What we know and don't know about the $6B CDM contract

Seventeen companies won spots on DHS's $6 billion cybersecurity contract, and many think the contract will change how the government buys cybersecurity products and services; however, there are still some significant unknowns, and DHS's relative silence on the program isn't helping anything.

I don’t usually start with a rant, but the Homeland Security Department has done a poor job in getting the word out about a $6 billion contract that they claim will be a game changer for how agencies buy cybersecurity products and services.

The 17 winners of the DHS Continuous Diagnostics and Mitigation contract apparently were notified late Monday afternoon. Jason Miller at FederalNewsRadio broke that news.

As I and other reporters chased the story on Tuesday, companies on the list were active reaching out with interviews offers and statements about what a great win this is.

But DHS was only about 12 hours behind the rest of the world in putting out any news on it, and it still lacks an official list of winners.

Technically, the contracts are blanket purchase agreements issued for DHS by the General Services Administration, but calls to GSA were redirected to DHS. And then, when I spoke to the DHS spokesman, he wanted to know who gave me his number.

Dude, it’s your job.

I'm frustrated because this contract is important, and is a real opportunity for the government to change how it buys the products and services it needs to secure its networks.

Here’s what it can do:

  • Lower costs by giving agencies a vehicle that makes it easier to take an enterprise view of network security.
  • Promotes consolidation and standardization of network security.
  • Allows for a more risk-based approach to cybersecurity.
  • Provides near real-time monitoring of networks, which will allow better decision making and a more proactive approach to cybersecurity.

Here are some more specifics:

The contract can be used to buy sensors for hardware asset management and software asset management and whitelisting. It can be used for vulnerability management, compliance setting management and the contract will feed dashboards with data about security flaws and risks. All of this can be done in an automated and continuously updated dashboard.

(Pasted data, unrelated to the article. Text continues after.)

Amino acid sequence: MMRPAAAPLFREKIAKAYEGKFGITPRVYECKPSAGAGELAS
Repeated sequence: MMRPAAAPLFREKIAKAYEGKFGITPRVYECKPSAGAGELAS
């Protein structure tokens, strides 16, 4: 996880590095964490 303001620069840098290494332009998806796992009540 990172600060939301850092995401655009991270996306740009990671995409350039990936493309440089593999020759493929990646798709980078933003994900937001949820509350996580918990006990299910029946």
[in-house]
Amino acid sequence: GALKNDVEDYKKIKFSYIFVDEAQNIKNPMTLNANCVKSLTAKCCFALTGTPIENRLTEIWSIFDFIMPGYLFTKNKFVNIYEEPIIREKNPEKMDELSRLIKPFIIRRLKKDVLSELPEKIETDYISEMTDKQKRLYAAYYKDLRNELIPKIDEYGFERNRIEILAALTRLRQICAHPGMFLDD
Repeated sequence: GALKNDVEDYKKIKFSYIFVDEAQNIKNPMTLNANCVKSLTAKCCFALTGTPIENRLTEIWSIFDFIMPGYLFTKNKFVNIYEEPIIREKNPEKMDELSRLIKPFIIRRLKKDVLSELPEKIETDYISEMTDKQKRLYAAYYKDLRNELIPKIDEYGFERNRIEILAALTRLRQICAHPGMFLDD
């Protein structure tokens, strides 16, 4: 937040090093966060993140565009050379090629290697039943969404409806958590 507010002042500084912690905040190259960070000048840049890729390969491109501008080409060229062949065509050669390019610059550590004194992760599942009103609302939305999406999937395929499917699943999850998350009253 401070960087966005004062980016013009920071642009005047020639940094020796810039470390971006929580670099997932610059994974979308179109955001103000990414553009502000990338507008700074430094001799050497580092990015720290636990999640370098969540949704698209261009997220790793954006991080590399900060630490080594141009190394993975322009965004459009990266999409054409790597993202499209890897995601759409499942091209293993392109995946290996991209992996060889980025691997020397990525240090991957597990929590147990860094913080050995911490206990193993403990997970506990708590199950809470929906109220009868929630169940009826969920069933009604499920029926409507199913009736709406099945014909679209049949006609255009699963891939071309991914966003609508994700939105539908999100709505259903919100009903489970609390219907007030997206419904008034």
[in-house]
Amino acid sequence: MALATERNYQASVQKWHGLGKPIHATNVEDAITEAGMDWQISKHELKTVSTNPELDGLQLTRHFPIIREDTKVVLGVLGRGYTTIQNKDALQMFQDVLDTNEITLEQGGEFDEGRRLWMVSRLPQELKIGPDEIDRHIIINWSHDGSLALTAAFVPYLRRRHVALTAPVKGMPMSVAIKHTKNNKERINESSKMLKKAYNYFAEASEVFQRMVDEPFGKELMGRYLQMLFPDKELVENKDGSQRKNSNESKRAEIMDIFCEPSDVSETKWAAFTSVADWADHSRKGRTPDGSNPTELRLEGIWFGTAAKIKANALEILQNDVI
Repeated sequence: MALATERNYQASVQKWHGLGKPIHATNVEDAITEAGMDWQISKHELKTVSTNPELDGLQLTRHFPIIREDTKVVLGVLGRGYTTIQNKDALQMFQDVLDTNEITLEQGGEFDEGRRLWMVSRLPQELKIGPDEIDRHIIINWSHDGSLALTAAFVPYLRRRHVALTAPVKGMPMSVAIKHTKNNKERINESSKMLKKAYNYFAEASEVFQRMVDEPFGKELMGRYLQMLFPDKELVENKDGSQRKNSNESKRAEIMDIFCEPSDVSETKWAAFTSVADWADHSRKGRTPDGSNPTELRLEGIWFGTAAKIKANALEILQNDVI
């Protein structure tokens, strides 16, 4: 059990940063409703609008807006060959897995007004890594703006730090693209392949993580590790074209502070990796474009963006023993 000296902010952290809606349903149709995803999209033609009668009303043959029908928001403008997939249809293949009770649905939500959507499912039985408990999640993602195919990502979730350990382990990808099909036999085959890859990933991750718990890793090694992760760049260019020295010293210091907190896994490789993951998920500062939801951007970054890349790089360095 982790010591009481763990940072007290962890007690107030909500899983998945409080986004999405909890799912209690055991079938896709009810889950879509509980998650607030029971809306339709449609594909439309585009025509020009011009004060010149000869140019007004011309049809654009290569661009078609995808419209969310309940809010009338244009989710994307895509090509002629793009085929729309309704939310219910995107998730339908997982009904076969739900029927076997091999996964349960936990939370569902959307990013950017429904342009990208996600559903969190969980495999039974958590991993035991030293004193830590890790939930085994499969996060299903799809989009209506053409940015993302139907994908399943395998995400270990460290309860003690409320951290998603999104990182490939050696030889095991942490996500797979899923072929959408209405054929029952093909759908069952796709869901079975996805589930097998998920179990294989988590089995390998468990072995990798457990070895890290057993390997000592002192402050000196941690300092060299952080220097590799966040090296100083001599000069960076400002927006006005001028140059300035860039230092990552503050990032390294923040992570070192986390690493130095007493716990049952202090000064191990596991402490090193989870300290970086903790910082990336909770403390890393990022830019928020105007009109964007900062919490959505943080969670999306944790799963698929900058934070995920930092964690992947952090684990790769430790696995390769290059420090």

The contract is big on dashboards because of how they help collect and synthesize information for better decision making. The information feeding these dashboards will be near real-time, and will make it easier for network operators to prioritize and mitigate risk.

The contract is open to all federal civilian agencies, tribal governments and state and local governments.

For the 17 winners, the contract should be a terrific sales vehicle for selling their products, services and a variety of solutions.

But the emphasis in that sentence is definitely on the word “should”; on paper, it all looks great, and there is definitely the need for the CDM contract, but here is the big "what we don’t know": Yes, it is a great vehicle, but will agencies use it? And if they do, will they take advantage of some of its more compelling features, such as buying these tools via a cloud-based service?

What I’ve always been told about cybersecurity is that agencies don’t buy it as a standalone feature; it is part of a broader implementation. So, how does CDM fit traditional buying patterns?

Does anyone remember the iAssure contract let by the Defense Information Systems Agency? It had a $1.5 billion ceiling, and was won by 11 companies in 2000. It never lived up to expectations, and was allowed to quietly expire. Other contracts filled the need.

Will the same happen to CDM? Probably not, but the potential is there. A vehicle like this needs marketing and promotion, and not just by the winning contractors; DHS should have been out there front and center with these awards. It's a missed opportunity to show its leadership.